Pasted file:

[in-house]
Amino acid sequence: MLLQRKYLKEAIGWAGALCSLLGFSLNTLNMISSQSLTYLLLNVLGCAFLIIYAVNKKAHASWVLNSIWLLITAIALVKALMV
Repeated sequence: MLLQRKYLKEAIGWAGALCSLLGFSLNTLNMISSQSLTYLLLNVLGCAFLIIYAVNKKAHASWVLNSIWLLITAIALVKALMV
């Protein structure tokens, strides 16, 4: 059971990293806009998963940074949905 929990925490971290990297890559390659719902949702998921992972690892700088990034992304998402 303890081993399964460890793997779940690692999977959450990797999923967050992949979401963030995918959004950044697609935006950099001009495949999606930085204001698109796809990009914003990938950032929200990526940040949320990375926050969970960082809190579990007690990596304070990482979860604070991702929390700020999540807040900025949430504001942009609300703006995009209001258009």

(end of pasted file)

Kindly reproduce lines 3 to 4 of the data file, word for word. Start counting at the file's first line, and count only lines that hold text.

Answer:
Repeated sequence: MLLQRKYLKEAIGWAGALCSLLGFSLNTLNMISSQSLTYLLLNVLGCAFLIIYAVNKKAHASWVLNSIWLLITAIALVKALMV
């Protein structure tokens, strides 16, 4: 059971990293806009998963940074949905 929990925490971290990297890559390659719902949702998921992972690892700088990034992304998402 303890081993399964460890793997779940690692999977959450990797999923967050992949979401963030995918959004950044697609935006950099001009495949999606930085204001698109796809990009914003990938950032929200990526940040949320990375926050969970960082809190579990007690990596304070990482979860604070991702929390700020999540807040900025949430504001942009609300703006995009209001258009």